Listening to children

a place of peace kakuma
Kakuma Refugee Camp. (Angela Wells/JRS)

Children in the context of a refugee camp, an urban setting, or any other location around the world fall into a category of individuals who are extremely vulnerable. Simply looking at their status in the world will identify that. They are unable to make decisions on their own, and have to depend on others in order to survive. All individuals need psychosocial support for their wellbeing. Some children might need additional psychosocial care to improve their quality of life if they have experienced trauma, have lived through a disaster, or are not receiving adequate support from a caregiver.

Going through these kinds of stressful events can stunt the proper psychological growth of a child, halting normal lifespan development. It is important to note that although some individuals may become stunted, others with higher resilience may not experience these events in the same way.

Children can be at risk of being hurt or exploited during traumatic and stressful events because of stress that adults are experiencing. They might also find it difficult to access services from agencies or individuals because of a lack of knowledge about services provided, simply not knowing their human rights, or even who/how to ask for assistance.

Safe Haven Kakuma JRS
Kakuma Refugee Camp. (Angela Wells/JRS)

Empowerment through psychosocial programming is one way of working with children who have been affected by stressful events. Most interventions tend to be Western in their approach, and may not be suitable for all cultures. Culturally sensitive interventions should be utilized when possible.

Looking at the children’s’ cultures and pulling from them will allow the approaches to be ingrained into their normal patterns and habits, rather than being something from outside of their sphere of understanding. Asking and incorporating feedback from children and individuals in specific programming is a simple way to further understand and work with cultural norms.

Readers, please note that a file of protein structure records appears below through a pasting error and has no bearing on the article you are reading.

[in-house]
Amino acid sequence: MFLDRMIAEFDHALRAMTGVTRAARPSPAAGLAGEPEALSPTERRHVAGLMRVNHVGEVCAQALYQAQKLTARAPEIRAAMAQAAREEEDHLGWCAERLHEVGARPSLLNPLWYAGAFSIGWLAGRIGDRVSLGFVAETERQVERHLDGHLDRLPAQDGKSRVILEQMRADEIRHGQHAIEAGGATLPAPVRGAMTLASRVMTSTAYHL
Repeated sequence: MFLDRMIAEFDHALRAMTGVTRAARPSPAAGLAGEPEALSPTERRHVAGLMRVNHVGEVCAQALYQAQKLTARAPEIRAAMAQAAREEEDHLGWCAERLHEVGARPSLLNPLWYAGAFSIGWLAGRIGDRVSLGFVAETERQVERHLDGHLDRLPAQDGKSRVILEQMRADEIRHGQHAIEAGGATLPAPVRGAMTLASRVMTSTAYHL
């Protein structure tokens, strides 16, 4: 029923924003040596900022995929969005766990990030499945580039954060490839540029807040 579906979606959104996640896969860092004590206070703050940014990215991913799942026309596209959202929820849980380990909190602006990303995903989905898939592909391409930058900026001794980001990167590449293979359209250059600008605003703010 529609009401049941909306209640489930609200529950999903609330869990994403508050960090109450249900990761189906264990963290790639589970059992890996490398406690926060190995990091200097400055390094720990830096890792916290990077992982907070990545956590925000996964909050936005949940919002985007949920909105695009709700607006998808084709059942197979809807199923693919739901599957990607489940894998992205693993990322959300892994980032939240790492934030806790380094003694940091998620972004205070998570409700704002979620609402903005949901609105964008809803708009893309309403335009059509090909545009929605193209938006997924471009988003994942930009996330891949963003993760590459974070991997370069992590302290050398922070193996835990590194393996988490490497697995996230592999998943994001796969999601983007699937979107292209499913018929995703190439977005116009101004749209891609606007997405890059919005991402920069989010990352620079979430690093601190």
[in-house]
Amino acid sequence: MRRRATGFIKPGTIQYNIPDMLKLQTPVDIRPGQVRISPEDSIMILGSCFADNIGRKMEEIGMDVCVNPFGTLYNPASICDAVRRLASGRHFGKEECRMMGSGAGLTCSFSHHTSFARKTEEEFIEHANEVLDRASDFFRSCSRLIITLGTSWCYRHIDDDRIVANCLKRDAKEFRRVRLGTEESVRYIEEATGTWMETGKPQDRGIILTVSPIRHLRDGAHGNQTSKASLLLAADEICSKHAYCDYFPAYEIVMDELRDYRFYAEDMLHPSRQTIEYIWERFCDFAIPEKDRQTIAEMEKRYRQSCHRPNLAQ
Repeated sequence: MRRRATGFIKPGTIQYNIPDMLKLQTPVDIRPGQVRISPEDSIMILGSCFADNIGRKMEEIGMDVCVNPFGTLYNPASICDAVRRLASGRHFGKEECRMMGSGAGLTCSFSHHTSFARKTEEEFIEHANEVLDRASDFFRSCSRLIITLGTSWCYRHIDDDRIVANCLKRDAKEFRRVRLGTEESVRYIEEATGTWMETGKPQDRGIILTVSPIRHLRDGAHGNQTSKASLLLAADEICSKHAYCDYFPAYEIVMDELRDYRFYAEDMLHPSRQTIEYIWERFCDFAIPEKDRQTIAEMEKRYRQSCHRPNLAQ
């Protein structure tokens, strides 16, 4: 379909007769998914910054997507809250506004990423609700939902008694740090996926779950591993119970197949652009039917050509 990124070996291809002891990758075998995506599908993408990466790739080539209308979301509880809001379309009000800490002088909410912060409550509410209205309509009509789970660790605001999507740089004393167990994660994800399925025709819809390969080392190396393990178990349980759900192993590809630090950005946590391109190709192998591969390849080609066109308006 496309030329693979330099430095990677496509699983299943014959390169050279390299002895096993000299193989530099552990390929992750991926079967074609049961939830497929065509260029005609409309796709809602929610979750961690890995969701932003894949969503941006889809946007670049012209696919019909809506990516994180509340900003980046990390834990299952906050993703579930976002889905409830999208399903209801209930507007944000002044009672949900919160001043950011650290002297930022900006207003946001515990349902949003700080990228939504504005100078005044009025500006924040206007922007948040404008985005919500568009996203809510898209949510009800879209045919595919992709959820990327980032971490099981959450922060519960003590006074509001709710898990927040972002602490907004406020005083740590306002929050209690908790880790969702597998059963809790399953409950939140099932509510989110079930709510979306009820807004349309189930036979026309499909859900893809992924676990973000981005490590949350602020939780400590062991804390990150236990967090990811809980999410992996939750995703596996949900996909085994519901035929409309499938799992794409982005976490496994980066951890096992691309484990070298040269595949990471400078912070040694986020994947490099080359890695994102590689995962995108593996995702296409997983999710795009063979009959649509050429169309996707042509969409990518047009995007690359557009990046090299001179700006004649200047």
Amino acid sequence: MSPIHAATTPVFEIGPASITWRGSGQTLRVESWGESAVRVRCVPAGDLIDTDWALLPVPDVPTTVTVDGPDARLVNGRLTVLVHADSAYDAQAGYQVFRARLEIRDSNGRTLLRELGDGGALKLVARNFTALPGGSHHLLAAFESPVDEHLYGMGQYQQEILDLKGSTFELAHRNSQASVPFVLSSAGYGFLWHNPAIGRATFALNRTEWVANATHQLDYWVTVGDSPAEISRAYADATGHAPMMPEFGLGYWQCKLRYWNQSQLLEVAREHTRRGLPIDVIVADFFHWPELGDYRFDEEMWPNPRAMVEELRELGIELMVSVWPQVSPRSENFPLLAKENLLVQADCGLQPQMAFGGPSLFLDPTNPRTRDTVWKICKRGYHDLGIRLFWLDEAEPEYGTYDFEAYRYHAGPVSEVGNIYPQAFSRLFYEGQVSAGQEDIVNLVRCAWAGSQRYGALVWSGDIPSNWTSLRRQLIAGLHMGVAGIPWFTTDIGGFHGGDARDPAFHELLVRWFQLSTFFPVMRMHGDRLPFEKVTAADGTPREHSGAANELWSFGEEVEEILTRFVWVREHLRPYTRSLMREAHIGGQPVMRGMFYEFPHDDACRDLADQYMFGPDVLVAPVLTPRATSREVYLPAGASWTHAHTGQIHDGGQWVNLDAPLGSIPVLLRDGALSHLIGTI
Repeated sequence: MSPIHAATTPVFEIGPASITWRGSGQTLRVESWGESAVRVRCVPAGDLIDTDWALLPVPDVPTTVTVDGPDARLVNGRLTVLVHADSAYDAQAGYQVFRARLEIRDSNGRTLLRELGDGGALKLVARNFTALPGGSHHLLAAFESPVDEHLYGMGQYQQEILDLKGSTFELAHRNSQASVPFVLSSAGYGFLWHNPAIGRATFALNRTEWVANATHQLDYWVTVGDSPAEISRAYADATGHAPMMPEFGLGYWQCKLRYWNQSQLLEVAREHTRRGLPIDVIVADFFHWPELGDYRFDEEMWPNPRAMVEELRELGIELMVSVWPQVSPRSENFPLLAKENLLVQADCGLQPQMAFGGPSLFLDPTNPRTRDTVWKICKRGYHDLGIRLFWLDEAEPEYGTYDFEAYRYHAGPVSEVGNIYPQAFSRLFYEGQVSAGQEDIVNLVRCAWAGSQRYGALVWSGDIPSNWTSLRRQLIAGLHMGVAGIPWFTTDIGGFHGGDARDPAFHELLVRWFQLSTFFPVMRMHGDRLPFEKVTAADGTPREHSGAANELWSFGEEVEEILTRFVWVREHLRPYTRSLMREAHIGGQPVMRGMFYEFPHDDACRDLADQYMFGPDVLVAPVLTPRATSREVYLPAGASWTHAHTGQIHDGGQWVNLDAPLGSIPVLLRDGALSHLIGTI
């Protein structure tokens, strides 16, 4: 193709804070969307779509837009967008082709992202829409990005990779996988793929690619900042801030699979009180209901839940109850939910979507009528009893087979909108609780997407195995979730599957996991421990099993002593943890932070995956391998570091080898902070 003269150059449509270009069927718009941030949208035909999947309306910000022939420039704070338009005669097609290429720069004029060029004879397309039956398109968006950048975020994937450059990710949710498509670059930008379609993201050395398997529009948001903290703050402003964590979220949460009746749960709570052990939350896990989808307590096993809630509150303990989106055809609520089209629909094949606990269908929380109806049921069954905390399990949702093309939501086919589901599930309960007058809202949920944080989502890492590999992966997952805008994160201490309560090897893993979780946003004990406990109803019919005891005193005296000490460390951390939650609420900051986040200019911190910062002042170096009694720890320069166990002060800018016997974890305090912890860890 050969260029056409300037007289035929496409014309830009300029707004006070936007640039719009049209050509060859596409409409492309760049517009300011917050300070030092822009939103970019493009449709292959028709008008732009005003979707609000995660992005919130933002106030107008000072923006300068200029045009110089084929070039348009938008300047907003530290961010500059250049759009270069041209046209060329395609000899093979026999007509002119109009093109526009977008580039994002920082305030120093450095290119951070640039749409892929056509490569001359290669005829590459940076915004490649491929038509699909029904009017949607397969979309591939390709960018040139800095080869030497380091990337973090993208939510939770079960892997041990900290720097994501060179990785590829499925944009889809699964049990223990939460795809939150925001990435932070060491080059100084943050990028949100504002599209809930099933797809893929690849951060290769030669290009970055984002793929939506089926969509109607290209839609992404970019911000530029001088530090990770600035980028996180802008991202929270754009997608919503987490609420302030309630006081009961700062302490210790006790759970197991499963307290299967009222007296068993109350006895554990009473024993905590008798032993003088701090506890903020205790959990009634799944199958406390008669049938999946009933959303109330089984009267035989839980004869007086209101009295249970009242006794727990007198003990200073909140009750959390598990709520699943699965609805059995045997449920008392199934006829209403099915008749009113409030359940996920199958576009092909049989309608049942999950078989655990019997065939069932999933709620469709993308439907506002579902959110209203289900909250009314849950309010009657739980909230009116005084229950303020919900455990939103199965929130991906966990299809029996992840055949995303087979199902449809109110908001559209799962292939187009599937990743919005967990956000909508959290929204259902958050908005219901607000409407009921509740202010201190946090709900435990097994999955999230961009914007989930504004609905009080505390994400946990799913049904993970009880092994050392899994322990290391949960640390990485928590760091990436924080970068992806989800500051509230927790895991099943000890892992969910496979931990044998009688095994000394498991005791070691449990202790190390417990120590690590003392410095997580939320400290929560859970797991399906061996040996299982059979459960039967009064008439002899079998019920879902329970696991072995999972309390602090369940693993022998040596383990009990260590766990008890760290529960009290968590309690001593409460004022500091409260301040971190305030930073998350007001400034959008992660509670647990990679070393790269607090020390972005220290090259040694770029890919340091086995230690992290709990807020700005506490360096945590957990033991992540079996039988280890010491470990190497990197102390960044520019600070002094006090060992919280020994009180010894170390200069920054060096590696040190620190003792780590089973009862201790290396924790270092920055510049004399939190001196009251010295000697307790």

Psychosocial health looks at the whole person, identifying the importance of a person’s mental, emotional, social, and spiritual well being. Psychosocial support (PSS) programs should be incorporated into larger systems when possible. Some examples might include integrating them into healthcare services, social services, government systems, religious organizations, schools (both formal and informal), community support programming, and trainings and workshops.

Incorporating PSS into other services allows more people to be reached with this knowledge, and aim to be more inclusive. (WHO, 2007) Incorporating psychosocial care, and utilizing child protection principles, into these systems allows for inclusive care, and to increase a child’s capacity to cope.

safe haven kakuma camp
Kakuma Refugee Camp. (Angela Wells/JRS)

So how can individuals bring in a PSS approach into their work with children? Looking at the components of PSS, there are many opportunities to include PSS into work with vulnerable children. Knowing that not all children are impacted by stressful events in the same way, it is important to look at individualized care of children. Every individual has their own set of specific needs, wants, and desires. It is easy as an adult to lump all childcare together in the same way, not taking into account the importance of the individual.

One might look at a group of five to six year olds and want to care for them in the same way. This would be a disservice to the treatment and care of each child. They all have their own histories and identities that they carry with them, and will not respond to all PSS programming in the same way. Each individual needs to be looked at as a single entity. Each child, regardless of their place in the world, should be given individualised care. Look at their own mental, emotional, social, and spiritual well-being and capacities in order to identify the best way forward for their care.

Listen to them, and allow them to have their own voices.

Julie Krause has a Master’s degree in Art Therapy (2015) from The School of The Art Institute of Chicago. She is currently working with the Jesuit Refugee Service in Kakuma Refugee Camp in northwestern Kenya as Mental Health and Counseling Coordinator. The programme is supported by the Irish Jesuit Missions.

Author: Julie Krause, Jesuit Refugee Service, November 2016

 

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